Helicopter UH-1H 67-17607


Information on U.S. Army helicopter UH-1H tail number 67-17607
The Army purchased this helicopter 0668
Total flight hours at this point: 00002430
Date: 05/17/1971 MIA-POW file reference number: 1747
Incident number: 71051710.KIA
Unit: C/158 AVN
South Vietnam
UTM grid coordinates: YD048268
Original source(s) and document(s) from which the incident was created or updated: Defense Intelligence Agency Reference Notes. Defense Intelligence Agency Helicopter Loss database. Also: 1747 ()
Loss to Inventory

Crew Members:
P WO1 PEARCE DALE ALLEN BNR
P CW3 SOYLAND DAVID PECOR BNR


REFNO Synopsis:
SYNOPSIS: W1 Dale A. Pearce, pilot; W1 David P. Soyland, aircraft commander; SP5 Harold E. Parker, crew chief; and SP4 Gary A. Alcorn, door gunner, comprised the crew of a UH1H helicopter on an assault/extraction mission on May 17, 1971. The aircraft departed Camp Evans in South Vietnam as the assault aircraft of a helicopter team attempting to extract a reconnaissance team that was under heavy fire by an unknown size enemy force about 10 miles northeast of Khe Sanh in Quang Tri Province, South Vietnam. Upon approach to the target, WO1 Pearce's aircraft began taking heavy enemy fire. The aircraft began to bank to the right and was hit, causing the helicopter to start to turn over. An RPG hit and severed the tail boom, and the violence of the explosion threw Alcorn from the aircraft just before it crashed. After impact, the aircraft slid to the bottom of a slope. On May 18, a recovery team was inserted in the area to recover the remains of the original reconnaissance team and to search the aircraft wreckage for survivors. At this time, both Parker and Alcorn were discovered alive, and remains which were assumed to be those of Pearce were found. Without tools, the recovery of the remains was impossible, as they were wedged beneath the aircraft debris. The left pilot seat was completely intact, and no sign of blood on it or in the immediate area was found. All harnesses in the aircraft had been unfastened. Alcorn reported that he saw a man in a white t-shirt running across the ridge line. A search aircraft in the area reported hearing a loud beeper distress signal. It was concluded that the man had been W1 Soyland, who would have been the occupant of the left pilot seat. From the way the aircraft impacted, on its right side, Soyland, seated on the left side of the aircraft, would have had a high probability of surviving the crash. Searches continued until May 27, 1971 for Soyland, but no trace was found of him. It was concluded that he survived the crash and was probably captured. It was concluded that W1 Pearce died in the crash. The following is from the Congressional committee report: South Vietnam David P. Soyland (1747) On May 17, 1971, Warrant Officer Soyland was the aircraft commander of an UH-1H extracting a reconnaissance team from Quang Tri Province. The helicopter took hostile fire and began to turn over in the air as a rocket propelled grenade round severed the tail boom. A recovery team deployed in the area on May 18th located two crew members alive and recovered remains associated with the aircraft's pilot, Warrant Officer Pearce. The search and rescue forces did hear a loud beeper and saw a man in a white T-shirt running along a ridge line. They lost contact with him. The search continued through May 27th but was unable to locate Warrant Officer Soyland. Enemy documents captured later that were dated May 1971 indicated a Vietnam People's Army unit had captured one American. The date and the circumstances did not permit a specific correlation to Warrant Officer Soyland. Warrant Officer Soyland was declared missing in action. He was not reported in the Vietnamese prison system by returning U.S. POWs and, after hostilities ended, was declared dead/body not recovered.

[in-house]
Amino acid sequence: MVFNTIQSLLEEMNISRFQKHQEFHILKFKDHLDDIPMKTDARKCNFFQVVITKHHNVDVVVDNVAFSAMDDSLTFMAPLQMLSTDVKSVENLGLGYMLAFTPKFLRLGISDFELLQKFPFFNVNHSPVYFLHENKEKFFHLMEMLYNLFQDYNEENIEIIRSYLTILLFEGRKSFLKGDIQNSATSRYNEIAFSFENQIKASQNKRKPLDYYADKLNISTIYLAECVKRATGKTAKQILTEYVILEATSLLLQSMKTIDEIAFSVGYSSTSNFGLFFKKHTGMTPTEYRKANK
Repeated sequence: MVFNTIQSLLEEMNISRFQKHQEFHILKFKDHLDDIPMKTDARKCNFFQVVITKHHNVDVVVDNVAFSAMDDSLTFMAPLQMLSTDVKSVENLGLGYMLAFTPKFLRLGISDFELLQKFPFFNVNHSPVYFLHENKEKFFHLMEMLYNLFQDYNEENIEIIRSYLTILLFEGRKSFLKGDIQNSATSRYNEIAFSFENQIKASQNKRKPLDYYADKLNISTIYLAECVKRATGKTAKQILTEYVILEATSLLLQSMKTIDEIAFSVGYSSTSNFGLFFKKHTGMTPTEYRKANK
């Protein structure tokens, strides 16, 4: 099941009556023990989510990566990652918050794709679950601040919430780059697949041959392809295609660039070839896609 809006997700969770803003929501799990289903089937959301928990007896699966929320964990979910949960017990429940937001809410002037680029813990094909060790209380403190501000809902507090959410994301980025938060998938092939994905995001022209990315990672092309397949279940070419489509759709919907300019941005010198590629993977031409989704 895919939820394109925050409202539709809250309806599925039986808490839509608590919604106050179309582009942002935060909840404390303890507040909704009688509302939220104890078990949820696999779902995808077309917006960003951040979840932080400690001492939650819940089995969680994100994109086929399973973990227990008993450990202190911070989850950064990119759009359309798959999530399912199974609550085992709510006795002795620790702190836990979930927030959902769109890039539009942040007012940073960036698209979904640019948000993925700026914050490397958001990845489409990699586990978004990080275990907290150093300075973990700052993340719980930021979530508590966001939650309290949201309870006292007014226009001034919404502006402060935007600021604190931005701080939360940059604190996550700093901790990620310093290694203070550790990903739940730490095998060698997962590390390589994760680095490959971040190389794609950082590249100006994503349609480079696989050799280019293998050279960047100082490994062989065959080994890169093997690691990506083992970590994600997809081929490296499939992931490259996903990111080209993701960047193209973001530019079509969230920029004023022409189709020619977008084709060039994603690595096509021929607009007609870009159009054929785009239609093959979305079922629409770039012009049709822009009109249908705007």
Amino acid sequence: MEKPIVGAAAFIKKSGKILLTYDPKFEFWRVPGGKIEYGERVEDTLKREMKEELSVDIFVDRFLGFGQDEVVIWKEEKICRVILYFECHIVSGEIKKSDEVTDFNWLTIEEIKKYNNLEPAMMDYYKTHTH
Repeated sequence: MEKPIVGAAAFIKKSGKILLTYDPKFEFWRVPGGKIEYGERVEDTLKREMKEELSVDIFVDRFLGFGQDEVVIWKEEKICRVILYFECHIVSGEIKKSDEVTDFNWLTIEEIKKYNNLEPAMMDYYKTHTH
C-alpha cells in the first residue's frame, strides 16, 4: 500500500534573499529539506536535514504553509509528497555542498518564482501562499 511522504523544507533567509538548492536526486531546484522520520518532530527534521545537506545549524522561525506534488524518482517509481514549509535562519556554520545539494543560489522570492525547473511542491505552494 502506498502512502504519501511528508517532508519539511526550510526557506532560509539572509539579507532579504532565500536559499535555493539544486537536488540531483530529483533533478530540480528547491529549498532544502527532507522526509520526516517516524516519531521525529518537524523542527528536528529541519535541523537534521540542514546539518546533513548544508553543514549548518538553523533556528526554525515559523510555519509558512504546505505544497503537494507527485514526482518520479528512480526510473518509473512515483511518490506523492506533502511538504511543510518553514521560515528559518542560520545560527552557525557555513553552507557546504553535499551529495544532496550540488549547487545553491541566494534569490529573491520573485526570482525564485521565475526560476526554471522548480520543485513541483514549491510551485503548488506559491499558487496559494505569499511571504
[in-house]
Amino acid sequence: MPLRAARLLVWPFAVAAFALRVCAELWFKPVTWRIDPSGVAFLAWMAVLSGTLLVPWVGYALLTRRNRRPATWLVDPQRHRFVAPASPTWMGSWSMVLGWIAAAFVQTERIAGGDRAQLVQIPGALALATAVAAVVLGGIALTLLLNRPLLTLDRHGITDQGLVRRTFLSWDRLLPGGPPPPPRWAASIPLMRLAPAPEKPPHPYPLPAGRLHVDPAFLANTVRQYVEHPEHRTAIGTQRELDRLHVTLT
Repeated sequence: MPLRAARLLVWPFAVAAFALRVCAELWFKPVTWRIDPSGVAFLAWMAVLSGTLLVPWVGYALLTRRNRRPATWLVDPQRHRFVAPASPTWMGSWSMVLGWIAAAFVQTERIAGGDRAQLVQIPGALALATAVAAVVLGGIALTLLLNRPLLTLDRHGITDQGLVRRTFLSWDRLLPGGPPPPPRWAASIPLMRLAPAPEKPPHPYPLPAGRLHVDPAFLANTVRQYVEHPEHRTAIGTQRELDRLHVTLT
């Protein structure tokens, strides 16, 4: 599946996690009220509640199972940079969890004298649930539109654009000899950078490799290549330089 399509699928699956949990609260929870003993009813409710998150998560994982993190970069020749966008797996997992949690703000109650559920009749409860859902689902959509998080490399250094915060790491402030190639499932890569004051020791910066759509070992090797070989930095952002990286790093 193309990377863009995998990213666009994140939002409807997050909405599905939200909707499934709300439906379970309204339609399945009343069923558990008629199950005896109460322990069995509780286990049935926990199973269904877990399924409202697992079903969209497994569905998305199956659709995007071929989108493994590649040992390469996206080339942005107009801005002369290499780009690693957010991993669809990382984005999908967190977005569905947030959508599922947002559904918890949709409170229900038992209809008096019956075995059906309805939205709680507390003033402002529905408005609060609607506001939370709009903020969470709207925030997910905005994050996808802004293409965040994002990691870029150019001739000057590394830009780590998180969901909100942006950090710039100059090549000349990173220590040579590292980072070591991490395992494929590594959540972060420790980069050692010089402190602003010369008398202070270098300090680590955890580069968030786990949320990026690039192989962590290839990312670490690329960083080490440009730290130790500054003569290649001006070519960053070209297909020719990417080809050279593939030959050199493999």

This record was last updated on 08/22/2000


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Date posted on this site: 09/23/2017


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